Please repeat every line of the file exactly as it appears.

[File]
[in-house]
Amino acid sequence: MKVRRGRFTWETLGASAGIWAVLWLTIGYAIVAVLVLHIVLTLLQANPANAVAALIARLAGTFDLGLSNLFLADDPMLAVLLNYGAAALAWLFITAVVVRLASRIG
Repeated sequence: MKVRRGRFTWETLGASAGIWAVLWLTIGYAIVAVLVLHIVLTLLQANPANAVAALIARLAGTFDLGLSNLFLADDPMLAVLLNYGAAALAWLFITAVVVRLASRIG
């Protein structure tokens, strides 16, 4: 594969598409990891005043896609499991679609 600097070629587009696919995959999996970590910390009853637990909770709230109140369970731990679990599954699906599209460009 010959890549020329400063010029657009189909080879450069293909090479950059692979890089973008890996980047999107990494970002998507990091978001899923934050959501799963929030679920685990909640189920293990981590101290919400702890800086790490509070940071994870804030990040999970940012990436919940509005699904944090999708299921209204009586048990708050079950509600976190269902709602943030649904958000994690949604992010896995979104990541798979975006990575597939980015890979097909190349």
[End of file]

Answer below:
[in-house]
Amino acid sequence: MKVRRGRFTWETLGASAGIWAVLWLTIGYAIVAVLVLHIVLTLLQANPANAVAALIARLAGTFDLGLSNLFLADDPMLAVLLNYGAAALAWLFITAVVVRLASRIG
Repeated sequence: MKVRRGRFTWETLGASAGIWAVLWLTIGYAIVAVLVLHIVLTLLQANPANAVAALIARLAGTFDLGLSNLFLADDPMLAVLLNYGAAALAWLFITAVVVRLASRIG
């Protein structure tokens, strides 16, 4: 594969598409990891005043896609499991679609 600097070629587009696919995959999996970590910390009853637990909770709230109140369970731990679990599954699906599209460009 010959890549020329400063010029657009189909080879450069293909090479950059692979890089973008890996980047999107990494970002998507990091978001899923934050959501799963929030679920685990909640189920293990981590101290919400702890800086790490509070940071994870804030990040999970940012990436919940509005699904944090999708299921209204009586048990708050079950509600976190269902709602943030649904958000994690949604992010896995979104990541798979975006990575597939980015890979097909190349």